I do not have a lot of free space or the budget to create a home darkroom, so I wanted to try and put together a “dark room in-a-box” for under $100. I managed to accomplish that goal and I’ll outline what I purchased here for any of you that might want to start developing film in your own home.
Step 1: Put Your Film in The Box
That’s not actually step 1.
As I mentioned before, I wanted to do this on a budget of $100 and ensure it didn’t take up a lot of space, so here’s what I came up with.
- Sterilite Locking box ($7 at Walmart)
- Clothes pins ($2 at Walmart)
- Distilled water ($1 at Walmart)
- Can opener ($1 at Walmart)
- Scissors ($3 at Walmart)
- Measuring cup & funnels ($4 at Walmart)
- Thermometer ($9 on Amazon)
- Changing Bag ($18 on Amazon)
- Cinestill B&W develop-at-home kit ($35 on sale from Cinestill)
- Kodak Photo-Flo ($8 from B&H Photo)
- Coat hangar (salvaged)
Total Cost: $88 (enough left to buy some rolls of film!)
The big break I got when it came to building this kit was the Cinestill “DF-96 monobath Develop-At-Home kit”. This kit came with the Cinestill monobath, a two-reel Patterson tank, and a couple rolls of their BWXX black and white film. Thirty five bucks is a steal considering every Patterson or Jobo tank I saw online was around $30 or more just by itself.
This is a very simple workflow. The Cinestill monobath is a one-step developer and fixer, and quite easy to use. It has a somewhat short shelf life, but it gave me the confidence to start developing again after having been out of the game for over twenty years.
I load all my equipment and film into the Patterson tank, and then developed some Kentmere 400 (also going budget on film) in the tank. Unfortunately, my negatives came out a bit thin since my monobath had been punctured during delivery and was somewhat spoiled.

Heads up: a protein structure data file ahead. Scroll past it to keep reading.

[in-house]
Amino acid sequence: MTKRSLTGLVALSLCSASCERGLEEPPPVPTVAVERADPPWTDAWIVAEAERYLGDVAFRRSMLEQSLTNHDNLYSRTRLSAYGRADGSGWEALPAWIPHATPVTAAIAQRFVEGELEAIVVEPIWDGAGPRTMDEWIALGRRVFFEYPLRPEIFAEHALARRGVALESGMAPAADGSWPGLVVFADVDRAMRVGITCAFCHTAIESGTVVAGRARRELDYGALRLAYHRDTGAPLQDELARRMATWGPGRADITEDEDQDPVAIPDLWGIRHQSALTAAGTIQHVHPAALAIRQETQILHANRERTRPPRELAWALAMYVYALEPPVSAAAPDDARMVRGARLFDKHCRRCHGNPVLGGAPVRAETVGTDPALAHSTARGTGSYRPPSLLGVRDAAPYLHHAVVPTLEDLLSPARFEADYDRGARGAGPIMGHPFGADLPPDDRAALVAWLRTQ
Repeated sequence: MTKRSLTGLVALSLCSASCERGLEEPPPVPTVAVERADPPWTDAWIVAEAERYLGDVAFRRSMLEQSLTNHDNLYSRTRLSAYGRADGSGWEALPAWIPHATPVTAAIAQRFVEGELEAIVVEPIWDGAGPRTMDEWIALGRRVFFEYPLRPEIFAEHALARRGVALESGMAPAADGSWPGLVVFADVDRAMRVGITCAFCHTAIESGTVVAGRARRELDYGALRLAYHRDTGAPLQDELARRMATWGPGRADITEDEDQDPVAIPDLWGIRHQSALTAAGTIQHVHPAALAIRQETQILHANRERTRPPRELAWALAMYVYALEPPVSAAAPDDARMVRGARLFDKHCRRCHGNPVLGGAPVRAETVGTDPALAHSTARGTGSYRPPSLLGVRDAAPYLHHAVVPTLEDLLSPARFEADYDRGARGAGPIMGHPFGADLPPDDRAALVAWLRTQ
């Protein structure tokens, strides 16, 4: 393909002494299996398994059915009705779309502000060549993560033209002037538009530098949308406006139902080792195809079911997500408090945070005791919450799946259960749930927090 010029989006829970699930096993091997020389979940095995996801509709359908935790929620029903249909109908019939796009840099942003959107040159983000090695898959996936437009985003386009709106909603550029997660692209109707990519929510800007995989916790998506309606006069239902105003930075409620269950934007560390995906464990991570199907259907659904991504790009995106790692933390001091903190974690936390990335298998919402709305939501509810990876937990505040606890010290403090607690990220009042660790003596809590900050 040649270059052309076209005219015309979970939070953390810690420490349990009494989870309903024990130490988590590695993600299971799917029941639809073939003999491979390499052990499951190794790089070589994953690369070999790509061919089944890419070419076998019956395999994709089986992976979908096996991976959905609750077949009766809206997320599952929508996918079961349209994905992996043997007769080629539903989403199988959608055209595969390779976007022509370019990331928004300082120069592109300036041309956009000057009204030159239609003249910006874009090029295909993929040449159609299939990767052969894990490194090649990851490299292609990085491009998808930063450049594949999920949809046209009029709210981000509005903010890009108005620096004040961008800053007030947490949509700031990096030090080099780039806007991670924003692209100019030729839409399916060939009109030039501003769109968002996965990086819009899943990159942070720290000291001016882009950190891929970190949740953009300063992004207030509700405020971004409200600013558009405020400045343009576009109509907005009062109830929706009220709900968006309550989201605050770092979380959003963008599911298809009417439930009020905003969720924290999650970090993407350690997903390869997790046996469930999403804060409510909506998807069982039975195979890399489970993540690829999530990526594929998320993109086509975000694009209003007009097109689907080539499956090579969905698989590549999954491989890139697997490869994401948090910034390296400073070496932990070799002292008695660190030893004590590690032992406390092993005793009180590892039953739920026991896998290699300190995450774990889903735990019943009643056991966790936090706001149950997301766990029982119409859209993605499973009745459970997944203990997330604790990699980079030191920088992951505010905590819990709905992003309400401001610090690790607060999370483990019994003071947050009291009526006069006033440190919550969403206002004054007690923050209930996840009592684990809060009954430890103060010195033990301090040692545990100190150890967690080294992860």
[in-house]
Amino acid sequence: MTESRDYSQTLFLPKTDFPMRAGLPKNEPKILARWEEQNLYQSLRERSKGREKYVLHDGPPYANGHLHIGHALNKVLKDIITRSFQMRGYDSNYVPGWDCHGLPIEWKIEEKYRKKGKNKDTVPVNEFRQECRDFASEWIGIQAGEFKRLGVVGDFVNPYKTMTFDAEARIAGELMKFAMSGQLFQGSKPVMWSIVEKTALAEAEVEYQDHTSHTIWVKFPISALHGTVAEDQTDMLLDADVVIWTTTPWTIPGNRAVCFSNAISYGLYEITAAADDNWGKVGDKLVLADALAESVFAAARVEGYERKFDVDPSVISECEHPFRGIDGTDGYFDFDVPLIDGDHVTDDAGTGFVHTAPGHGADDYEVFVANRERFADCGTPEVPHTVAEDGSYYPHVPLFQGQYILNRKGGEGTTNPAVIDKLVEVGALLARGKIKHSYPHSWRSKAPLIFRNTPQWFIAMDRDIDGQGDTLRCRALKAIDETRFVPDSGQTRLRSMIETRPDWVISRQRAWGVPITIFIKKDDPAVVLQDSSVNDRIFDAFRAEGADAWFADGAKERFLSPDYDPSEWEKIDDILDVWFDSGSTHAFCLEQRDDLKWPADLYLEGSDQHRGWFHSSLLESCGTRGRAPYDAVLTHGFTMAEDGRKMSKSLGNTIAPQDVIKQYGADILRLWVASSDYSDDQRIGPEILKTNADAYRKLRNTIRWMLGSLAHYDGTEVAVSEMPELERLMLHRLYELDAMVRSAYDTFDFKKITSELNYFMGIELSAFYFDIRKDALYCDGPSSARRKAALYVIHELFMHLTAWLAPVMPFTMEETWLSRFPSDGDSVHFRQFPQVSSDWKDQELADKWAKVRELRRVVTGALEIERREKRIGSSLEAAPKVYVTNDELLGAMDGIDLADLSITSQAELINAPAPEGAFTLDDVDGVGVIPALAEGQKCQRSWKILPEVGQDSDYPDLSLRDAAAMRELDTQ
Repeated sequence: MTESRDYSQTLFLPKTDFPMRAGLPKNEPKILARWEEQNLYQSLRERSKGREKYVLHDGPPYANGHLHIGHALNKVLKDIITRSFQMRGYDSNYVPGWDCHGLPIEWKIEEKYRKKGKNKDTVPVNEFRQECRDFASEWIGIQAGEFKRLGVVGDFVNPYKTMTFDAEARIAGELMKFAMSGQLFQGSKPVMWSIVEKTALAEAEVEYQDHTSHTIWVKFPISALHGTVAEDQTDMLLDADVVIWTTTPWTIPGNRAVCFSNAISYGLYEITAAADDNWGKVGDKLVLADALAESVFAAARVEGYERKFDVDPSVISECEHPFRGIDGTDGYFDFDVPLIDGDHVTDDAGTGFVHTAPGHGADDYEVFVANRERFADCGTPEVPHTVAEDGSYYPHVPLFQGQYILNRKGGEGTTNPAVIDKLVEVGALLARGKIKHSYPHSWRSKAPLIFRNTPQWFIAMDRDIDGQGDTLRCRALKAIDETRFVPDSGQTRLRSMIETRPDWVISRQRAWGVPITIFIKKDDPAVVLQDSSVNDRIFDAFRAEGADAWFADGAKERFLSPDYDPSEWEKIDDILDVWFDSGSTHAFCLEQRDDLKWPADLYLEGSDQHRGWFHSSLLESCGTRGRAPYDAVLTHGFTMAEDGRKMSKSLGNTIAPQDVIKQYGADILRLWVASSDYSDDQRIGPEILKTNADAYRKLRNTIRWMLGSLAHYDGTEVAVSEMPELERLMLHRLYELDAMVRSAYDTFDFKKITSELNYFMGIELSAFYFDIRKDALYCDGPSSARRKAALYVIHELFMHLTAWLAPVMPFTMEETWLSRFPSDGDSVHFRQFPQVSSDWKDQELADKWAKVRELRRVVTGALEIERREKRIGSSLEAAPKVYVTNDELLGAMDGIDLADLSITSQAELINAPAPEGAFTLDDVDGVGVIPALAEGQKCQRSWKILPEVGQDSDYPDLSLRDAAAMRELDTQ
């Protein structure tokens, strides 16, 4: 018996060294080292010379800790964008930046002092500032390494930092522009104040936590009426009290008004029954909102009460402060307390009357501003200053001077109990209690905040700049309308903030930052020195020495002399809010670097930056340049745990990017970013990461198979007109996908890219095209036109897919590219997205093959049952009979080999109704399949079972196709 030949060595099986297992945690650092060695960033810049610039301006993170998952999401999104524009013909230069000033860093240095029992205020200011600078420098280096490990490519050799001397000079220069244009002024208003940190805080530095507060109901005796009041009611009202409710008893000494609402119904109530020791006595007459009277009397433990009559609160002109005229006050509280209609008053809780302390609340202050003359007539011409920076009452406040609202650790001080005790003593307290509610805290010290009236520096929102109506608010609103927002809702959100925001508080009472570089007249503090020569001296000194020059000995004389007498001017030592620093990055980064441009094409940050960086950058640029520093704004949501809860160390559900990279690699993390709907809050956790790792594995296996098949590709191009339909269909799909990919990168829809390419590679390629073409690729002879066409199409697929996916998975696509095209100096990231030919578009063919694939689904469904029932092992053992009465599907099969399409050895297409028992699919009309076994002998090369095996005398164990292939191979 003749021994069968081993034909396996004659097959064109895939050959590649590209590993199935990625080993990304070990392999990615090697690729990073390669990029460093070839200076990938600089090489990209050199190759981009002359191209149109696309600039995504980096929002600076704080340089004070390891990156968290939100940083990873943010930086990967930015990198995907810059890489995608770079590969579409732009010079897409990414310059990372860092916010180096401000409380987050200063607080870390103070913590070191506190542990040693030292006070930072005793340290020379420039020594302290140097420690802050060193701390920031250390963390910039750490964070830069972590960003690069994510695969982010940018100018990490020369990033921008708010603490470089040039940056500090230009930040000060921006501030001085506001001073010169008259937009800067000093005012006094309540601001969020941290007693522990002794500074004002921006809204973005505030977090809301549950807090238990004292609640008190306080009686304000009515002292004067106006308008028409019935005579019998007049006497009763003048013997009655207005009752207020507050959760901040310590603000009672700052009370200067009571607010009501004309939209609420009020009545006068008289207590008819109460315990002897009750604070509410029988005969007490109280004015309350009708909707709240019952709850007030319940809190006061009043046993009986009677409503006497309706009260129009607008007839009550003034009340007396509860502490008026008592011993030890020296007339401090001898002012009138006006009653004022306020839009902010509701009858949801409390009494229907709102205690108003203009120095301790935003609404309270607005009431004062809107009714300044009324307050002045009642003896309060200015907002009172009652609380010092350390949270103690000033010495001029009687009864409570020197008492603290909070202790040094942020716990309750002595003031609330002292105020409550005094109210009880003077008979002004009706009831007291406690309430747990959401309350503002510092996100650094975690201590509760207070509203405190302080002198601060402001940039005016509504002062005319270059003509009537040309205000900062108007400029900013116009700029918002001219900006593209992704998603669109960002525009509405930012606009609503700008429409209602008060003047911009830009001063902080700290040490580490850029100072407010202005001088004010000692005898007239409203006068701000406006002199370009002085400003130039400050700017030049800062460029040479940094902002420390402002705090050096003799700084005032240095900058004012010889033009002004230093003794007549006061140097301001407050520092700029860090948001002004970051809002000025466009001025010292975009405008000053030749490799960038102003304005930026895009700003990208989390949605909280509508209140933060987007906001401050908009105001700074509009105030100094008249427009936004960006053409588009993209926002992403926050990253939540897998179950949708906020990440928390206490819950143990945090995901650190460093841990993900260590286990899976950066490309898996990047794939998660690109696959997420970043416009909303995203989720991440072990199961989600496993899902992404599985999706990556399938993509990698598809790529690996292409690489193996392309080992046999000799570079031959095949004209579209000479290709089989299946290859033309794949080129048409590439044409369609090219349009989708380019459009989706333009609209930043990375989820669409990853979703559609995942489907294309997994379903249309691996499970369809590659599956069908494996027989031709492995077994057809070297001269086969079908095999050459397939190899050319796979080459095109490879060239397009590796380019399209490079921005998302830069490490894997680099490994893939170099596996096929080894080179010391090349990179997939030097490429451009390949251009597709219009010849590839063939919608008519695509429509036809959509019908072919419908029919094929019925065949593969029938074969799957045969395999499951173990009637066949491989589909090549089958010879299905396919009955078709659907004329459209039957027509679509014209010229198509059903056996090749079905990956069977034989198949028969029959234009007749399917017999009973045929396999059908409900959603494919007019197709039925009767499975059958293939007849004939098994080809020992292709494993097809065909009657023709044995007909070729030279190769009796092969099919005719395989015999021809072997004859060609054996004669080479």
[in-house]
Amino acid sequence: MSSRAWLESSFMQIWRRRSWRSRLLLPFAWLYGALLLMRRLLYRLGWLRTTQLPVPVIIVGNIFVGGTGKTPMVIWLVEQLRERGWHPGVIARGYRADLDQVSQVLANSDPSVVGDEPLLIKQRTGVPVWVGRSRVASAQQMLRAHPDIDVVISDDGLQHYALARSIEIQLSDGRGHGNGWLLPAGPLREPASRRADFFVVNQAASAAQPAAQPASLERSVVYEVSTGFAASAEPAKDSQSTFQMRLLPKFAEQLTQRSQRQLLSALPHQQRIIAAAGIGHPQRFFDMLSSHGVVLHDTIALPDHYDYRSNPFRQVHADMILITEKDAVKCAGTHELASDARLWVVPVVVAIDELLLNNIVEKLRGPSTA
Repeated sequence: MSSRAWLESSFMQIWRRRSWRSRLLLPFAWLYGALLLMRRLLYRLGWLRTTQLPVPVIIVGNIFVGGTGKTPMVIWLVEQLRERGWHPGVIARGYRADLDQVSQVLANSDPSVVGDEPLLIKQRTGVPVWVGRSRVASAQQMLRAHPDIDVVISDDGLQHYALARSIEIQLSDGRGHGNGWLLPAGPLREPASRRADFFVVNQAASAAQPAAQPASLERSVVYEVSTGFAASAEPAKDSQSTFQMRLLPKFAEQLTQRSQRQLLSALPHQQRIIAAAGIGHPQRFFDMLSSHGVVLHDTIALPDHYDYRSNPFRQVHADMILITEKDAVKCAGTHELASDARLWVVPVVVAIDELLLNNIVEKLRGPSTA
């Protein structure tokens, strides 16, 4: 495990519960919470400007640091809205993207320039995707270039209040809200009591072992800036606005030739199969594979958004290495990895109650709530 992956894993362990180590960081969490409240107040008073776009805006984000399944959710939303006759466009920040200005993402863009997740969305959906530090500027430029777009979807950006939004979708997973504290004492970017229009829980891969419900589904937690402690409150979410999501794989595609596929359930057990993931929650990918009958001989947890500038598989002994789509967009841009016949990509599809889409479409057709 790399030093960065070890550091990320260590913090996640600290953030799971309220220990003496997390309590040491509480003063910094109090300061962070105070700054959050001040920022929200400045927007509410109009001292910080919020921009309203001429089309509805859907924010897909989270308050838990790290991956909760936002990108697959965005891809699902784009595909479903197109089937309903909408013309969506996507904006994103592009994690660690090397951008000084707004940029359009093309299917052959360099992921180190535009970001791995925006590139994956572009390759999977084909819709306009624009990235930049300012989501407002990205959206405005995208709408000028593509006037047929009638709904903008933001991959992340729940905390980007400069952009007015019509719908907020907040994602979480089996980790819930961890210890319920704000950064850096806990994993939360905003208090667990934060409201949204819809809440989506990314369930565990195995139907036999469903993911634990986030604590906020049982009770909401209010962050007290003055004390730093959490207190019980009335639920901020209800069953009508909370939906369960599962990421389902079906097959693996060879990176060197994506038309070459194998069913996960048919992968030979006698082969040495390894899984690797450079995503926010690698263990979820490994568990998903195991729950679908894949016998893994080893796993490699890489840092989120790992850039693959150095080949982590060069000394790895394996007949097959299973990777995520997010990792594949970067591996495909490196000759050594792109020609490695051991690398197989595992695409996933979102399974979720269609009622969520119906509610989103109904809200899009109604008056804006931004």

Luckily, the fine folks at Cinestill provided me a replacement and sent it in powdered form, which is the form I’ll purchase it in going forward.
Once I had developed the negatives, I tried out my Pixl Latr. It’s a nifty device (review is forthcoming) but didn’t deliver the exact results I wanted, so I’m looking to get a flatbed scanner sometime soon.
Thoughts on Home Development
I enjoy the process of home development. I’m happy to continue building out a little “home lab” as I find deals on equipment, since I’m still a bit nervous about the long-term sustainability of film. Black and white is simple, which I assume means it will be around for quite a while even if it’s produced by smaller companies. Plus, COVID has put a lot of strain on film labs, and I like having the piece of mind that my beloved film cameras won’t become paperweights as long as I can get my hands on some cheap B&W film and have the skills to develop and scan it myself. I consider this “Dark room in-a-box” and investment as this should all pay for itself in under twenty rolls of film shot.